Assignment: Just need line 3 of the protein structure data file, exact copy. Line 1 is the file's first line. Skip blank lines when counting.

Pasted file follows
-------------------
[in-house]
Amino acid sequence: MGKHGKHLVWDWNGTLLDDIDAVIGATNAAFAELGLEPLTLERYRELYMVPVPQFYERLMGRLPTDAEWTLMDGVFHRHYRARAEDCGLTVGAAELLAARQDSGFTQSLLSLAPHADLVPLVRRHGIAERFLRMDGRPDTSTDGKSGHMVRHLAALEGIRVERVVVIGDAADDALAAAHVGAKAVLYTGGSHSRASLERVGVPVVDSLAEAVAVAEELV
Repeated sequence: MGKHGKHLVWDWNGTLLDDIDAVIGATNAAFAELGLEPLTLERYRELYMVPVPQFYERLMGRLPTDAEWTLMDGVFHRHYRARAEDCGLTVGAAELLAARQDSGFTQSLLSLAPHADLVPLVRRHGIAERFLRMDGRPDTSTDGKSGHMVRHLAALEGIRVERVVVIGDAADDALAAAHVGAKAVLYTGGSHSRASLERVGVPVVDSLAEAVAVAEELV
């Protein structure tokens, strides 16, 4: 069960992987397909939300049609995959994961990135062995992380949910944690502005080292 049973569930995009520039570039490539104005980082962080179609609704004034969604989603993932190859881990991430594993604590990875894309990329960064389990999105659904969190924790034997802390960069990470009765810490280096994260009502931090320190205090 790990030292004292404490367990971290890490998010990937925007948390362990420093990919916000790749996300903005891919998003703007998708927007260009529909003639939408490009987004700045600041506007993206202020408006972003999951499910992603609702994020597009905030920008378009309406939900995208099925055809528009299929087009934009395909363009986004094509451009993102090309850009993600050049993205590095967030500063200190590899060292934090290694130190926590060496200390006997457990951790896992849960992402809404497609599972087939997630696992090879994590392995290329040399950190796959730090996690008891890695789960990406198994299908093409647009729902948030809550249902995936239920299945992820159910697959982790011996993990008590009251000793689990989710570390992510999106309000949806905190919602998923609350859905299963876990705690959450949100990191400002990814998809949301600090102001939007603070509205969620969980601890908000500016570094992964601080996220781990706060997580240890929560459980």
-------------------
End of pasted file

Repeated sequence: MGKHGKHLVWDWNGTLLDDIDAVIGATNAAFAELGLEPLTLERYRELYMVPVPQFYERLMGRLPTDAEWTLMDGVFHRHYRARAEDCGLTVGAAELLAARQDSGFTQSLLSLAPHADLVPLVRRHGIAERFLRMDGRPDTSTDGKSGHMVRHLAALEGIRVERVVVIGDAADDALAAAHVGAKAVLYTGGSHSRASLERVGVPVVDSLAEAVAVAEELV